Donald Shimoda: Life lessons from a fictional messiah.

Richard Bach in the cockpit of a biplane circa 1972.

Richard Bach in the cockpit of a biplane circa 1972.

Over the past few years, I’ve written almost 100 blog posts on all types of spirituality-related subjects. But week after week one of my oldest columns gets the most Web hits—double and triple the number of views as my next most popular post. It’s called “The Wisdom of Donald Shimoda”.

Shimoda is one of two main characters in the book Illusions by Richard Bach, an author best known for his more popular (and I think less compelling) Jonathan Livingston Seagull. I’ve read Illusions a half-dozen times and after bouncing around various travel bags, my paperback copy is now coming apart at the seams, held together by a rubber band.

Every person, all the events in your life are there because you have drawn them there. What you choose to do with them is up to you.

The book revolves around a guy identified only as Richard who at some undefined time in the past is traversing the country as a “barnstormer”, offering joy rides on his biplane for cash. During his travels he crosses paths with Donald Shimoda who works the same trade and they quickly become friends.

As they begin flying together from town to town, Shimoda reveals himself to be more than just an extraordinary pilot. He possesses preternatural powers and dispenses an unusual brand of wisdom, much of it related to challenging the status quo and dispelling the “illusions” we buy into during our lives.

In order to live free and happily, you must sacrifice boredom. It is not always an easy sacrifice.

Eventually, Shimoda is revealed to be a “messiah” who has lived many lifetimes. He shares his wisdom with Richard, who in fact may be a messiah-in-training. They have some fascinating conversations though some of the most interesting insights come from a book within the book titled the “The Messiah’s Handbook, Reminders for the Advanced Soul”.

Believe you know all answers, and you know all answers.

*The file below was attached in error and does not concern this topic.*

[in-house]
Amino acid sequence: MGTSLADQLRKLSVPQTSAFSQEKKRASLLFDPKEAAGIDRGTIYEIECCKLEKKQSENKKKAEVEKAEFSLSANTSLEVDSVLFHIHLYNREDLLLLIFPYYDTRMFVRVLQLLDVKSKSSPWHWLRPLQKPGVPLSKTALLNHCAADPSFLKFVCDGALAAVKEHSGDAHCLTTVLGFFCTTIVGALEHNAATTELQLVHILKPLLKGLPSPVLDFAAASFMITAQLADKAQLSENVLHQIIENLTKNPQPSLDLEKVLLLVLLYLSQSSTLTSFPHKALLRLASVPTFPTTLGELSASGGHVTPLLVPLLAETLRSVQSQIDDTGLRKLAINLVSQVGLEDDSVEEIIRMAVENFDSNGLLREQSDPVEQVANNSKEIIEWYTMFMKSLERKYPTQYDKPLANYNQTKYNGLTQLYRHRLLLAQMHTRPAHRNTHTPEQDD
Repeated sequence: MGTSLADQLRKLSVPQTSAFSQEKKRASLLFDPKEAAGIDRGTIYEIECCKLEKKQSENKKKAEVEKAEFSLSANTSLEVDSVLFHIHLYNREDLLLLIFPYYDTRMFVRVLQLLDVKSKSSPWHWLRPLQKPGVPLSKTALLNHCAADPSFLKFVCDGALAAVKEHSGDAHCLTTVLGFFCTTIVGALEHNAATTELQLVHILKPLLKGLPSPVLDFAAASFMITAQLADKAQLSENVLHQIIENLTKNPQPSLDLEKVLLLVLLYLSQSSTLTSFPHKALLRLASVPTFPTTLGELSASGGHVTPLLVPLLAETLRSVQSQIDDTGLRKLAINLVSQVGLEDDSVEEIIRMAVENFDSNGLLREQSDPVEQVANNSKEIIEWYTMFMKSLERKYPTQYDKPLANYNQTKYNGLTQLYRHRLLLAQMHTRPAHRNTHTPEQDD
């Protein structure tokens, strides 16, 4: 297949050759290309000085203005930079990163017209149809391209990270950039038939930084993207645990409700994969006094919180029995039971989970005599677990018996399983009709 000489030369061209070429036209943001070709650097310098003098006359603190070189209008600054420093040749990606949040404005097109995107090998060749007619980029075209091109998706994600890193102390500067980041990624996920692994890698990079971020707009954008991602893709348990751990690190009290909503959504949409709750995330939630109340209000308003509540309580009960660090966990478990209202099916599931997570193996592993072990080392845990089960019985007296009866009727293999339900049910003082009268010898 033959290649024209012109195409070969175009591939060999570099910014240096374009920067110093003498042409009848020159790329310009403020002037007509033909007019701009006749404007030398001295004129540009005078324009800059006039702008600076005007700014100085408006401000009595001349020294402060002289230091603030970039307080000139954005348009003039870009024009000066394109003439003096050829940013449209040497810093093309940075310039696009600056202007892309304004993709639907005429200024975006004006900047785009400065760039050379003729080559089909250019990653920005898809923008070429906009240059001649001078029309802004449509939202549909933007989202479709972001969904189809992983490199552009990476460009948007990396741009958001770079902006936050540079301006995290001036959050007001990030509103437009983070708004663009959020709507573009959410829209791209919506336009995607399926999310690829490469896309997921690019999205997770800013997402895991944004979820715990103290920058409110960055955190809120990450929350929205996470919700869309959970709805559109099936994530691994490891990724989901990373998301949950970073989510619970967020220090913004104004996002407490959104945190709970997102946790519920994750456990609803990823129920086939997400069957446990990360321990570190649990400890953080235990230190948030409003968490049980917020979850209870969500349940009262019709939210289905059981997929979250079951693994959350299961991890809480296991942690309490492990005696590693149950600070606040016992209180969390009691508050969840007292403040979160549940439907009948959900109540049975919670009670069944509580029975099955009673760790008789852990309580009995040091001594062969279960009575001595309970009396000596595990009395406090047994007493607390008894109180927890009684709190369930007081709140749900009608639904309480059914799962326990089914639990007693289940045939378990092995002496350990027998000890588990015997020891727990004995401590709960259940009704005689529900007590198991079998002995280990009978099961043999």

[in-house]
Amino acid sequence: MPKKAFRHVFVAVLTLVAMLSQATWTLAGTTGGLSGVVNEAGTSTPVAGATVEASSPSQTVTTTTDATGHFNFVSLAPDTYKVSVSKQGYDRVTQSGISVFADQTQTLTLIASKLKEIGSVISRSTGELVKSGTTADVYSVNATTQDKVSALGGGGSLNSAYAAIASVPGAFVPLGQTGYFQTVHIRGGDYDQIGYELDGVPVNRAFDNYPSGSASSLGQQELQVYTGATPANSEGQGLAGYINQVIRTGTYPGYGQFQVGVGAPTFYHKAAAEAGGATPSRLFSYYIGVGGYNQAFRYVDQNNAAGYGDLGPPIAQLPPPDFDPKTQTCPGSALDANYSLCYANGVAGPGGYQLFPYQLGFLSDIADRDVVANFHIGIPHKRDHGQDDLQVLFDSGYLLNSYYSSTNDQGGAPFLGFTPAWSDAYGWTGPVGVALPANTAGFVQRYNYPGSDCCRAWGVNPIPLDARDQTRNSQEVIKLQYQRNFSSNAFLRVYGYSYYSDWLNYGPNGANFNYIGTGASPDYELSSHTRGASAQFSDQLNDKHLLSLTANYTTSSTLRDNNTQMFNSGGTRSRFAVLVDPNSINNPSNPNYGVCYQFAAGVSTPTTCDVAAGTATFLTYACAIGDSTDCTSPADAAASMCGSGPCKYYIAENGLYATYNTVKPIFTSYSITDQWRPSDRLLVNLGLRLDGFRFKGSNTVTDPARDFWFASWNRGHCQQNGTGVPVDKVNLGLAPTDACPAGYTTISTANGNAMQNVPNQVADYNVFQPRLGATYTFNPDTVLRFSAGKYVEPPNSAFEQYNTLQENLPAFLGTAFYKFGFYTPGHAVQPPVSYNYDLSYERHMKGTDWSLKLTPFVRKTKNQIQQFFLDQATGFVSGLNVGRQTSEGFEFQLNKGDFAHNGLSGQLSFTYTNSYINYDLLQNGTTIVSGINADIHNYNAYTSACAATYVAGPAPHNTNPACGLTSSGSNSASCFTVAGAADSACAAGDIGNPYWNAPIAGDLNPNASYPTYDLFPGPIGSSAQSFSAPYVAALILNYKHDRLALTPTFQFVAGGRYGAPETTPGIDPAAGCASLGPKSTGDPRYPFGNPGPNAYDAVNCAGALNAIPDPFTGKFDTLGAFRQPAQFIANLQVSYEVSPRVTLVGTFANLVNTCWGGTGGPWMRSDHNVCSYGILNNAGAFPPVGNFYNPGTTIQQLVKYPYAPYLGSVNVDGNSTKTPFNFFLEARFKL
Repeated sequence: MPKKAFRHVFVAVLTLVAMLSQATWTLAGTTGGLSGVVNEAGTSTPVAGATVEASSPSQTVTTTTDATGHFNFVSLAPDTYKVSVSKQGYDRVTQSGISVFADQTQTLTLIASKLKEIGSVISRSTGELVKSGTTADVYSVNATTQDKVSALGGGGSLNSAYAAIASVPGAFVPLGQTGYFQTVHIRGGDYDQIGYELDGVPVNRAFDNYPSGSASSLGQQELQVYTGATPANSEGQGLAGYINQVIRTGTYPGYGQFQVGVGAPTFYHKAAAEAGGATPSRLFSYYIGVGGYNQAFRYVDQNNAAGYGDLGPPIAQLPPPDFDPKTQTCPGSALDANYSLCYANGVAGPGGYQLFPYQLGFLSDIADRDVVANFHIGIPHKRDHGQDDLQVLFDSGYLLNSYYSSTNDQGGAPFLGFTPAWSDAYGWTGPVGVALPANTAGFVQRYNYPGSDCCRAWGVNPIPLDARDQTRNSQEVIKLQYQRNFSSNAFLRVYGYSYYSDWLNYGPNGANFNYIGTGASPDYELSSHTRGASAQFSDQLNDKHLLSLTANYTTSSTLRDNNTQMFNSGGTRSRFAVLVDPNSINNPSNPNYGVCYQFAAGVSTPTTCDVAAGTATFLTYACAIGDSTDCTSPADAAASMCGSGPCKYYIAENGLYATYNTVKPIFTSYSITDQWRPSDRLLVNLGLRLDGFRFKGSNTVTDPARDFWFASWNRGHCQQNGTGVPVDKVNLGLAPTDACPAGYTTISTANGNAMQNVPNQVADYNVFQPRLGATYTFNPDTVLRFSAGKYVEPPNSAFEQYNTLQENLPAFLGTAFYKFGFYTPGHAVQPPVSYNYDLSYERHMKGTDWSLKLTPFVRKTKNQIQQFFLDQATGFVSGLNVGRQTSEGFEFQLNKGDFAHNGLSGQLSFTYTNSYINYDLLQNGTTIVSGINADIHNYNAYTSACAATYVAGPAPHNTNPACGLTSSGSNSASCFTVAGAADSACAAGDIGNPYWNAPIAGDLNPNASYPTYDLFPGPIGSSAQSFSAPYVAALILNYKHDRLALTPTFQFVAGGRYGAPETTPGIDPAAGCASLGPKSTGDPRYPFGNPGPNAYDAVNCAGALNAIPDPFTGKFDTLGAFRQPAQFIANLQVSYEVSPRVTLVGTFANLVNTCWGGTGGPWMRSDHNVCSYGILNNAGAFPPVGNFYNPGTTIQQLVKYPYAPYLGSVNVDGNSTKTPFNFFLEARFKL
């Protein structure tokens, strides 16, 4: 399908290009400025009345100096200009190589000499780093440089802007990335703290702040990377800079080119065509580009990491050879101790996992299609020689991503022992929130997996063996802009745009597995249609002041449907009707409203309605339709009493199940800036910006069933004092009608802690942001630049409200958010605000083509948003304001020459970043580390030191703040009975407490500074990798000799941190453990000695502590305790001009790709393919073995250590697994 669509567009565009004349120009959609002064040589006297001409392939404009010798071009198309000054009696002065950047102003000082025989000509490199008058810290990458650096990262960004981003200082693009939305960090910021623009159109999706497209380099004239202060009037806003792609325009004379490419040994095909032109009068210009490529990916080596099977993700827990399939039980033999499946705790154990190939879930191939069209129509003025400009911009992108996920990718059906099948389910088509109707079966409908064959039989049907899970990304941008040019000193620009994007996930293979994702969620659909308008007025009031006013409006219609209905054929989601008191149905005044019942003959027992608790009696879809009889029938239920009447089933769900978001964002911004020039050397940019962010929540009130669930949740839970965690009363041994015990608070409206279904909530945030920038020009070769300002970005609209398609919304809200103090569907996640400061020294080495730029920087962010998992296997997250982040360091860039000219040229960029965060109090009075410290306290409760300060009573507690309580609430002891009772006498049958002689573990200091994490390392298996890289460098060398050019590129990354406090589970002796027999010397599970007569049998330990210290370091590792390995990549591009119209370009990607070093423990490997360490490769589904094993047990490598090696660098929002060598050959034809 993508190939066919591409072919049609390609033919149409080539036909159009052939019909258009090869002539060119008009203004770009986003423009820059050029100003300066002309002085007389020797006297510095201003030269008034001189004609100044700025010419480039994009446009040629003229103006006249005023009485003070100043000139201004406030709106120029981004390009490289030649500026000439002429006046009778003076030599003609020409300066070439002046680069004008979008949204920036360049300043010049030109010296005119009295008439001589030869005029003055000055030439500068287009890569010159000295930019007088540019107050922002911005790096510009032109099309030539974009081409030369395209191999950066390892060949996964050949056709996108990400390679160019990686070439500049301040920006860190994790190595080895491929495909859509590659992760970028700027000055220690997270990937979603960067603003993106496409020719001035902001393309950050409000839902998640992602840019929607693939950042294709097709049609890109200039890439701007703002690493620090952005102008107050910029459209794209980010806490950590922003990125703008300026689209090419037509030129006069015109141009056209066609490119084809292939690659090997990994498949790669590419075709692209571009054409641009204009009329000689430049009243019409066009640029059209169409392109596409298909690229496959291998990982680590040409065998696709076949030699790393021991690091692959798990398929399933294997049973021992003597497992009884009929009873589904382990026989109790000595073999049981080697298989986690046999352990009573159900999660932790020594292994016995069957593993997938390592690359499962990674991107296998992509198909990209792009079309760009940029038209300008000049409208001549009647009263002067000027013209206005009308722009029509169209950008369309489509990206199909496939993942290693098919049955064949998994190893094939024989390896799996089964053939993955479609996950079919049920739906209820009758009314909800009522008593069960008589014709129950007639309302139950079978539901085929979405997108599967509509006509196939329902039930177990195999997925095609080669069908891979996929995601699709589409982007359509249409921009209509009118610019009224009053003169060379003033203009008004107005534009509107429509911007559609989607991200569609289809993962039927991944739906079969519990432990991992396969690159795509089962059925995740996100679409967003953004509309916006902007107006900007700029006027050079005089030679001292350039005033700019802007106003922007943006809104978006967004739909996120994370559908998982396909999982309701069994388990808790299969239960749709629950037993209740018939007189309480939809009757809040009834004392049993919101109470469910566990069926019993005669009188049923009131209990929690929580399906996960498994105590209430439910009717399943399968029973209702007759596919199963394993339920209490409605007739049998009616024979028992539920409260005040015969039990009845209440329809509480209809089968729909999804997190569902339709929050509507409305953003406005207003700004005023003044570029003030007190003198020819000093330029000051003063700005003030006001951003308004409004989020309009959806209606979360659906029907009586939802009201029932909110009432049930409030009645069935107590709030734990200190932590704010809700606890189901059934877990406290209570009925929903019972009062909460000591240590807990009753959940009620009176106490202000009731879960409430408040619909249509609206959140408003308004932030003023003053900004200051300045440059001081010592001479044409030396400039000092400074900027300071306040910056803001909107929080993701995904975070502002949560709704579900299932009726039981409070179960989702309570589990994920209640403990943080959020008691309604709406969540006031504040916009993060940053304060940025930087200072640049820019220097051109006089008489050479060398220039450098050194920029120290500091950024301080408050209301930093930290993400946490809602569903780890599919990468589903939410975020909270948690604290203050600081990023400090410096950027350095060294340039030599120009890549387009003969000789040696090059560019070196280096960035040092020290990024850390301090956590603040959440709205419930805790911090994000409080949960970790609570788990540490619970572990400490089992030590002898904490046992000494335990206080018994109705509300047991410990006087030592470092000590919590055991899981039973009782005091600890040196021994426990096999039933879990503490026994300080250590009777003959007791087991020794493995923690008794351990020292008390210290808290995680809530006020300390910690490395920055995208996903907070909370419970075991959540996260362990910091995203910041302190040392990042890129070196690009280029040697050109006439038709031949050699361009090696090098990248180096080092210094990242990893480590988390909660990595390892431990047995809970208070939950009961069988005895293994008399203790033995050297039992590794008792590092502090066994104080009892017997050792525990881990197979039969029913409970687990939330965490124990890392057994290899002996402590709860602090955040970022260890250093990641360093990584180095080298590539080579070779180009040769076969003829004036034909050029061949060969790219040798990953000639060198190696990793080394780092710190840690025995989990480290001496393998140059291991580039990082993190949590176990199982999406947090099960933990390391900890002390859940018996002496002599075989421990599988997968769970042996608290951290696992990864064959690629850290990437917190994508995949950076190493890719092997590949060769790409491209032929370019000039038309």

So why has Donald Shimoda struck such a chord that hundreds of people have tried to find this fictional character online? Well, I just re-read Illusions and it is crisply written, a quick read, with just the right blend of story-telling and inspirational prose. Like my all-time spiritual fiction favorite, The Alchemist by Paulo Coelho, it gets you to see the world from a fresh perspective, looking at seemingly ordinary events in a new way.

There is no such thing as a problem without a gift for you in its hands. You seek problems because you need their gifts.

The book also gets across the important point that wisdom that is gained is not to be coveted by its owners, but needs to be shared with others. And that appears to be the reason for Shimoda’s presence in this book. He has come from another plane of existence to pass along life lessons to Richard.

I’m the son of God, but so are we all; I’m the savior, but so are you!

There’s also an ingenious device where the last page of the book, a handwritten note, brings you full circle back to the first page, something you have to see to fully appreciate. But what brings me back to Illusions again and again are the small truths scattered throughout the book that get you thinking about life and your place in it.

Here is a test to find whether your mission on earth is finished. If you’re alive, it isn’t.

This post originally appeared on Wake Up Call, my Patheos Spirituality column, on 2/8/13.


4 responses to “Donald Shimoda: Life lessons from a fictional messiah.

  1. kalikamaliyavala

    this bit from the beginning of the book is quite possibly the most important thing i have ever read:: “And the one carried in the current said, ‘I am no more messiah than you. The river delights to lift us free, if only we dare let go. Our true work is this voyage, this adventure.’

    But they cried the more, ‘Savior!’ all the while clinging to the rocks, and when they looked again he was gone, and they were left alone making legends of a savior.”

  2. Yes, I love that part as well! It’s a great “story-within-a-story” and that whole device where that passage begins and ends the book is so very cool. ~Tom

  3. Thanks for reminding me of Donald Shimoda. This quote has stayed with me since I read the book; There is no such thing as a problem without a gift for you in its hands. You seek problems because you need their gifts.

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